There are a lot of lessons in store for those of us who pack our bags and move to live in a foreign country. In this post I’ll be talking about what living abroad teaches us about friendships.
Because once we’ve moved away, it’s not only about making new friends abroad. In the process we also learn to understand what kind of friendships fulfil us, alongside witnessing (sometimes painful) changes in the friendships that we already have in our lives.
Continue reading to find out about the things that life abroad has taught me about friendships.
1. LOSING FRIENDS AFTER MOVING ABROAD IS INEVITABLE
The hardest lesson that concerns friendships, and one that many of us are not prepared for, is that a number of people will simply drop out of our lives when we move abroad.
There you are in your new home and trying to get settled in a new country. You still reach out to your friends back home or in your previous expat destination – because who else are you going to talk to, right?
But more and more you come to realize that they’re actually barely listening, barely interested, barely invested in seeing you do well.
Soon enough, the interactions become superficial, or the other person doesn’t even make an effort to maintain the friendship at all. That person may even be you as you slowly give up on something that doesn’t seem to work anymore.
There’s a number of reasons why some friendships fade into oblivion.
It could be that your friendship was circumstantial (you went to the same school, worked at the same company etc.) and without that one thing in common, there isn’t much to hold on to.
It could be that the person just can’t understand your life choices, even if they’d like to be supportive. But because they can’t relate, they also don’t know how to continue to be your friend. Rather than address this with you, they choose to fade out of your life instead.
Or it could be that your choice to live in a foreign country triggered negative emotions in your friend. Your bravery to take off may have brought up feelings of jealousy or even a sense of betrayal. For many people, these are difficult feelings to work through, unless they have the tools to deal with them constructively. As a result, it’s your friendship that ends up getting axed.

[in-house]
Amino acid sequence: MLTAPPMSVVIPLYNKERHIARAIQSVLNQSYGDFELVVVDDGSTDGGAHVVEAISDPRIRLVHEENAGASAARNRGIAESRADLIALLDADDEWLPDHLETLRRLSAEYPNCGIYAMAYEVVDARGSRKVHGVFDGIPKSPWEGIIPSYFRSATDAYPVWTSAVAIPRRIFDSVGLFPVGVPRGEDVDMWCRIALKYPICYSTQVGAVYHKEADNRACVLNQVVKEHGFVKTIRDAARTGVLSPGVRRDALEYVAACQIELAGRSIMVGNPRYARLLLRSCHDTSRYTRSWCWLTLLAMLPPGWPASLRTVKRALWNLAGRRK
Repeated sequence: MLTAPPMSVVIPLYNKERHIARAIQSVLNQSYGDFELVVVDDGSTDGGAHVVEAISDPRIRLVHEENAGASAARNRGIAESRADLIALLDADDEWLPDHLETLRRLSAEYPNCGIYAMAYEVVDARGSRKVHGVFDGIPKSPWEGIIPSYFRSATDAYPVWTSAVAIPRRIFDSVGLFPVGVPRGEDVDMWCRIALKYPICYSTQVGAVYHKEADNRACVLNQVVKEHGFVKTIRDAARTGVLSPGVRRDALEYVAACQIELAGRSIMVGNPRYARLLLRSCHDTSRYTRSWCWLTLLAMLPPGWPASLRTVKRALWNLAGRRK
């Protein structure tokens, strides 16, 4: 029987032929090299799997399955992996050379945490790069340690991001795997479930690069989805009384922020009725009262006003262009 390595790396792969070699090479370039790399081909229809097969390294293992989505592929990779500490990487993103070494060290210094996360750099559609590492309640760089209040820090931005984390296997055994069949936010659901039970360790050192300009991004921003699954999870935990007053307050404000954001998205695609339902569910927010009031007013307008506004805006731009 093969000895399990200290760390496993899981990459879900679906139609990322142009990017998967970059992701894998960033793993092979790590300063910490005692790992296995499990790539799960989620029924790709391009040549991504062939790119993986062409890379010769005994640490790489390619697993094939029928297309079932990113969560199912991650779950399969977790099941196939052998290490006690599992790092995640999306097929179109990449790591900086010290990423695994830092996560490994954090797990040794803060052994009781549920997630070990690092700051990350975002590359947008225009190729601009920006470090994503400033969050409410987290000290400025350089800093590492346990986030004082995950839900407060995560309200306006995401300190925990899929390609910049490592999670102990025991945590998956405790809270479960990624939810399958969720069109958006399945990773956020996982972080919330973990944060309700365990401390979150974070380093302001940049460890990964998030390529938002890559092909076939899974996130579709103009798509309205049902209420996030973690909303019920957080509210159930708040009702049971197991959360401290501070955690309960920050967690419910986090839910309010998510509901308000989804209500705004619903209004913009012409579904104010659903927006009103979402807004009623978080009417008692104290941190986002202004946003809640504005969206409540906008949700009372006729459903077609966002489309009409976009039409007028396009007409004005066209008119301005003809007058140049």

Living abroad teaches you that not everyone is meant to stay in your life when you choose to follow your own path.
Depending on the nature and length of your friendship, this realization can of course be incredibly painful. So make sure you take the time to be grateful and grieve for this friendship.
2. LIVING ABROAD TEACHES YOU TO RECOGNIZE ‘YOUR PEOPLE‘
Unless you intentionally move somewhere to be completely on your own, chances are that you’re going to be putting a lot of energy into making friends and ‘finding your people’ in a new country.
Finding your people is not always going to be easy nor even straightforward.
You may be looking in all the places that you’re used to – joining the same clubs, going to the same social events. But somehow you just don’t click with others in the way that you thought you would.
You may actually push yourself out of your comfort zone and try out all sorts of new activities and ways of meeting people, but you just don’t seem to make the kind of connection you’re looking for.
Or your options in the area that you live in are so limited to begin with that you have to choose between spending time with people that you wouldn’t normally want to hang out with or being on your own most of the time.
When your efforts don’t lead to the kind of friendships that you’re looking for, you start to realize what it is that you value in a friendship. As a result, you also learn to recognize those valuable connections faster.
Meanwhile, however, you also begin to value your long-distance friendships all the more. Which leads me to my next point.
3. YOU LEARN HOW TO CHERISH AND KEEP A LONG-DISTANCE FRIENDSHIP
I’ll be honest – I’ve resisted accepting the fact that after several years abroad, many of my most important friendships will always be long-distance.
For many years after moving abroad I had this idea that friendships, true friendships, only count when they are face-to-face. Everything else is destined to fail sooner or later.
Well, several years later, those same friendships that I thought would fall apart are still there.
You see, I’ve learned that it’s not about how long you’ve been friends. It’s also not just about shared experiences and whether you can spend time together in person.
It’s all about whether the friendship is built on a true connection that makes it meaningful for both people to keep investing in the friendship, even if from a distance.
And so while I may not have the luxury of making plans to go out for brunch with my most favorite people in the world whenever I feel like it, I know that my long-distance friends have my back no matter what. I know that because they’ve proven it to me time and again.
When you realize that your long-distance friendships are just as, if not more, supportive than more circumstantial friendships, that’s when you learn how to cherish and maintain those long-distance friendships in every way possible.
Although these friendships may not look like a “normal” friendship and give you any opportunities to go out and explore where you live, it’s the quality of the long-distance friendships that really comes to count at the end of the day.
What have you learned about friendships since moving abroad? Let me know in the comments below.
Katherine is a retired world traveller and former serial expat of 15 years. Based on her professional and personal experience as well as PhD research, she now helps expats, travellers and location independents decide whether to stay or go, whether to move back home or where to settle down.